Photos by Sue Watson(Left photo) Cheri Powers Page entertains with song during the MLKDay of Service. (Right photo) Parade participants include Mar'Kerion Pegues (on four-wheeler) and Shavanna Jeffries, representing the Sunshine Ladies
Dr. Ivy Taylor, president of Rust College, is pictured with her daughter, Morgan Taylor.
Michelle Kinkle (left) and Annie Moffit enjoy the festivities.
Braya Crane reads "Invictus," by William Ernest Henley.
Martin Luther King Jr. Day
The 2021 Martin Luther King Jr. Birthday celebration in Holly Springs brought lots of participants and excitement to the courthouse lawn.
With warmer weather this year, the event saw larger crowds and more vendors. And the City of Holly Springs set up warming stations for those who in the early morning hours needed their hands warmed.
The MLK Day of Service included inspiring speeches, music and plenty of food.
Johnnie Mae Lester Houston excited the crowd with her remarks as each participant in the 11 a.m. Parade walked or rode through the square.
Her comments, interspersed with announcing each group in the parade, focused on the responsibility of adults.
“It’s not a sacrifice to take a day off and use your gas, use your time, when we help our youth,” she said. “It’s not a sacrifice. It’s our duty.
“Keep the dream alive. If you do not have a dream, help somebody else accomplish theirs. If you complete your dream, help somebody else accomplish theirs.
“We don’t have to go to the Capitol or Washington, D.C. We have it right here in Marshall County.
Houston has spent the last 15 years at Byhalia Health and Rehab.
“I’ve been a nurse for 35 years, so my whole life has been helping somebody,” she said.
Tributes were part of the celebration, which was coordinated by CareNow. Those recognized for service to the community, past and present, included Quentell Gipson Sr., Dr. John Freeman, Mozell Kelley, Dr. Ivy Taylor and J.F. Brittenum.
Rust College President Dr. Ivy Taylor kept her comments centered on Dr. King’s life as an educated man and intellectual, rather than emphasizing the three “I Have A Dream” speeches he made prior to his assassination at the Lorraine Hotel in Memphis, Tenn.
First she shared her family’s delight in moving to Holly Springs.
She said the adjustment has been easy with the warm hospitality a big part of her enjoyment of the area.
“You have made us feel welcome,” she said.
She said the life of Dr. King is celebrated in a big way in San Antonio, Texas, where she served as mayor. In San Antonio, King’s truth, his life, his work, his words are often reduced to the “I Have A Dream” speech.
A visit to the Civil Rights Museum in Memphis, however, brought forth emotion to be at the spot where he lived his last hour, she said.
Reflecting on what she thinks of the civil rights movement, Taylor said, “What is obvious to me, I have an opportunity to serve my community.”
Ivy said she was struck by King’s youthful appearance between ages 26 and 39, when he led a major social movement and was given the Peace Prize.
Taylor recalled the four college students who held a sit-in at the Woolworth’s lunch counter in Greensboro, North Carolina.
“We cannot dismiss the role of the young people,” she said. King’s education and intellect have not been emphasized as much as his leadership of the movement, she said.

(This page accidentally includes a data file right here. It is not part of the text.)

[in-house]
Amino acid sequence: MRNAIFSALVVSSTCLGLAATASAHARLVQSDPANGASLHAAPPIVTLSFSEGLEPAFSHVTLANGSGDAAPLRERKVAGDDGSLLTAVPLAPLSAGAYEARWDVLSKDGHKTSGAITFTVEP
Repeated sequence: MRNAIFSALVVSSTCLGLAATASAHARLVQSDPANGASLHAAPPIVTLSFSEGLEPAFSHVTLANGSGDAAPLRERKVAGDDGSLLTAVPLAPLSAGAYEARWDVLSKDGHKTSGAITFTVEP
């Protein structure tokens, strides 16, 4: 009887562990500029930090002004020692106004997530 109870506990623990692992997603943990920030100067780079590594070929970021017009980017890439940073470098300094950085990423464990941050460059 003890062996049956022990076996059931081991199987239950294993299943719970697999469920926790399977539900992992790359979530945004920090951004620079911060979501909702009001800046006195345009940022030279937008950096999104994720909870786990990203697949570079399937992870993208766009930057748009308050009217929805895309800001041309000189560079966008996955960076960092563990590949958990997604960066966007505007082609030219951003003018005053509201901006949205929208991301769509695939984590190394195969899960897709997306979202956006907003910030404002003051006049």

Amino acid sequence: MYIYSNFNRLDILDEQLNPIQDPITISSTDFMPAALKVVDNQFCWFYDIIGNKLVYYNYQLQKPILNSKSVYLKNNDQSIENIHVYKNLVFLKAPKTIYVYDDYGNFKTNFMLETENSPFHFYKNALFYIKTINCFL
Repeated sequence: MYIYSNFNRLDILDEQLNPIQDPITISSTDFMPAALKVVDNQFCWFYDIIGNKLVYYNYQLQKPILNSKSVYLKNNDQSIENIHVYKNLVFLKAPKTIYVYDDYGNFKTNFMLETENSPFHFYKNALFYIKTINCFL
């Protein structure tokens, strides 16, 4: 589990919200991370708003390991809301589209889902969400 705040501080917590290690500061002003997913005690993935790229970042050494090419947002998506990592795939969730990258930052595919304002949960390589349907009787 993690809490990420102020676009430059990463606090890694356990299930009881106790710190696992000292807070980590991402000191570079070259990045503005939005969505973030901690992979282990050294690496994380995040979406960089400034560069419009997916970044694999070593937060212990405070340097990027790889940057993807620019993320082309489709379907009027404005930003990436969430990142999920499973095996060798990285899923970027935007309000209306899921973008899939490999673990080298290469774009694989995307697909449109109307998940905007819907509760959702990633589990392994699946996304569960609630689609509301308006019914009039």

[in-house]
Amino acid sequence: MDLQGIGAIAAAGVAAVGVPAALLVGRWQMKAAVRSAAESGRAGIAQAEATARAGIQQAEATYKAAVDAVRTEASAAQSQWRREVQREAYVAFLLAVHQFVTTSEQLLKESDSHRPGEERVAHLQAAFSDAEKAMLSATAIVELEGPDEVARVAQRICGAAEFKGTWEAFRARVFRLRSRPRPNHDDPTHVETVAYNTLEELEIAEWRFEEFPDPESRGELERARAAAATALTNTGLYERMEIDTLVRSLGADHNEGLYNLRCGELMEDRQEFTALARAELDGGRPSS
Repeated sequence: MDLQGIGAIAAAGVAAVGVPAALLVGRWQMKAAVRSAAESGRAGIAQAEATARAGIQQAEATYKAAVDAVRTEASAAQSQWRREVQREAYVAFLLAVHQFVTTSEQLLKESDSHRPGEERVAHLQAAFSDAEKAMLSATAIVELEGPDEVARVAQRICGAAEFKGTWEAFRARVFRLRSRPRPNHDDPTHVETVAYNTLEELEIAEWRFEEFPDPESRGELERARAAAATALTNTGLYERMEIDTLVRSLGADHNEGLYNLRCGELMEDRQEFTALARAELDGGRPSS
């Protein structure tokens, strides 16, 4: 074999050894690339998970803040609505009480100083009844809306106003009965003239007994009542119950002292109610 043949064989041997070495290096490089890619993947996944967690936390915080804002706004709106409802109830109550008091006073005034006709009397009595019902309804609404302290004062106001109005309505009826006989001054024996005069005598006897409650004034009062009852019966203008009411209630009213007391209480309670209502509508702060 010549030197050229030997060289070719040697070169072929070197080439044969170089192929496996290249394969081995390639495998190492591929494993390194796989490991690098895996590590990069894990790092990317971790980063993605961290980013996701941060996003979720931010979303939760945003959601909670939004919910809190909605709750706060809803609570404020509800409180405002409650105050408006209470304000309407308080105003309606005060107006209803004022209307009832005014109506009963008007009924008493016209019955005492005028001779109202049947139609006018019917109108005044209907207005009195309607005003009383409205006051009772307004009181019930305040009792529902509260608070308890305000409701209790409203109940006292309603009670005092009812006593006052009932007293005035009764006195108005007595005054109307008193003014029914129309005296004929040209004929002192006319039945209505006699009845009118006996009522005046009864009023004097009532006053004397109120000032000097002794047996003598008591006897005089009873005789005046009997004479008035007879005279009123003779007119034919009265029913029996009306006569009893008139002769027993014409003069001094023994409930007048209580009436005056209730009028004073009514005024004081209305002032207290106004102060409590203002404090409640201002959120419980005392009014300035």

And she said in 2021 not enough emphasis is placed on education, on learning for the sake of learning, on thinking deeply, on reading widely.
King studied Mahatma Gandhi and his peace movement, Henry David Thoreau, and the Holy Bible, she said.
“We need to expand our horizons,” Taylor said.
Gandhi influenced King in embracing nonviolence.
And he explained why negroes in America could not wait for equality.
“He was respected because of his educational achievements and intellectual brilliance,” Taylor said. “Many of us let financial distractions keep us from pursuing our educational goals.”
Education must help the student distinguish between the true and the false. Intelligence is not enough, she said. And character is important.
And King knew people should be wary of propaganda, she said.
She read from one of his speeches, “The Purpose of Education.”
He warned that the purpose of education is not to equip his brethren with the proper instruments of exploitation so they can forever trample over the masses. Others think education should furnish them with noble ends rather than a means to an end.
But to King education served a two-fold function utility and culture.
“Education must enable a man to become more efficient, to achieve with increasing facility the legitimate goals of his life,” he wrote.
Education must train one for quick, resolute and effective thinking, he said.
“To think incisively and to think for one’s self is very difficult,” King wrote. “We are prone to let our mental life become invaded by legions of half truths, prejudices and propaganda.”
Education must sift and weigh evidence.
King said, “We must remember that intelligence is not enough. Intelligence plus character — that is the goal of a true education. If we are not careful, our colleges will produce a group of close-minded, unscientific, illogical propagandists, consumed with immoral acts. Be careful, brethren! Be careful, teachers!”
Rolanda Lester, with CareNow, thanked Rust College and the community for helping make the MLK Day of Service a success. She said CareNow organized the event to enlighten and educate younger generations of past and present Black History.
“CareNow is optimistic that our community took away a sense of hope, witnessing our community coming together peacefully and providing assistance to those in need. We pray it gave others a desire to serve and help make Holly Springs, Marshall County and everywhere a better place.”